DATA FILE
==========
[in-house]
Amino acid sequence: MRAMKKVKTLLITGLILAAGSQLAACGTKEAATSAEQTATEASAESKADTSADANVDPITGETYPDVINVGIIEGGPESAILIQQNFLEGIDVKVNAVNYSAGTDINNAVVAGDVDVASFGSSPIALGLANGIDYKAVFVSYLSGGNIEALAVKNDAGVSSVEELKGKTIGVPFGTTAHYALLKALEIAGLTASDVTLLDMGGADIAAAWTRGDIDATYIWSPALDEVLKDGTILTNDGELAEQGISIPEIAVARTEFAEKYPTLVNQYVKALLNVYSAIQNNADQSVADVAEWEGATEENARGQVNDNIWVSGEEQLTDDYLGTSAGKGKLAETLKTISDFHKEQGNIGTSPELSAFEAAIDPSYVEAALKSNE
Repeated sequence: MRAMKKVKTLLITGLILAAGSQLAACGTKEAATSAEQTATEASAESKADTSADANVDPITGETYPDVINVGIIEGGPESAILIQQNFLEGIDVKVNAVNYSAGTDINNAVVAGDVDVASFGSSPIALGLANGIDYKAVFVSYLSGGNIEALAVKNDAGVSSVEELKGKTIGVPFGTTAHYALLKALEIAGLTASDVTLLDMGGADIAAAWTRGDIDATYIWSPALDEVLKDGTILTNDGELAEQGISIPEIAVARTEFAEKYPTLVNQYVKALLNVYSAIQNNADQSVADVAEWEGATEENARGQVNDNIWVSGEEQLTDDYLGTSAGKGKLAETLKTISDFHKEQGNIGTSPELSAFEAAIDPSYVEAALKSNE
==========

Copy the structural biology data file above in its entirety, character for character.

[in-house]
Amino acid sequence: MRAMKKVKTLLITGLILAAGSQLAACGTKEAATSAEQTATEASAESKADTSADANVDPITGETYPDVINVGIIEGGPESAILIQQNFLEGIDVKVNAVNYSAGTDINNAVVAGDVDVASFGSSPIALGLANGIDYKAVFVSYLSGGNIEALAVKNDAGVSSVEELKGKTIGVPFGTTAHYALLKALEIAGLTASDVTLLDMGGADIAAAWTRGDIDATYIWSPALDEVLKDGTILTNDGELAEQGISIPEIAVARTEFAEKYPTLVNQYVKALLNVYSAIQNNADQSVADVAEWEGATEENARGQVNDNIWVSGEEQLTDDYLGTSAGKGKLAETLKTISDFHKEQGNIGTSPELSAFEAAIDPSYVEAALKSNE
Repeated sequence: MRAMKKVKTLLITGLILAAGSQLAACGTKEAATSAEQTATEASAESKADTSADANVDPITGETYPDVINVGIIEGGPESAILIQQNFLEGIDVKVNAVNYSAGTDINNAVVAGDVDVASFGSSPIALGLANGIDYKAVFVSYLSGGNIEALAVKNDAGVSSVEELKGKTIGVPFGTTAHYALLKALEIAGLTASDVTLLDMGGADIAAAWTRGDIDATYIWSPALDEVLKDGTILTNDGELAEQGISIPEIAVARTEFAEKYPTLVNQYVKALLNVYSAIQNNADQSVADVAEWEGATEENARGQVNDNIWVSGEEQLTDDYLGTSAGKGKLAETLKTISDFHKEQGNIGTSPELSAFEAAIDPSYVEAALKSNE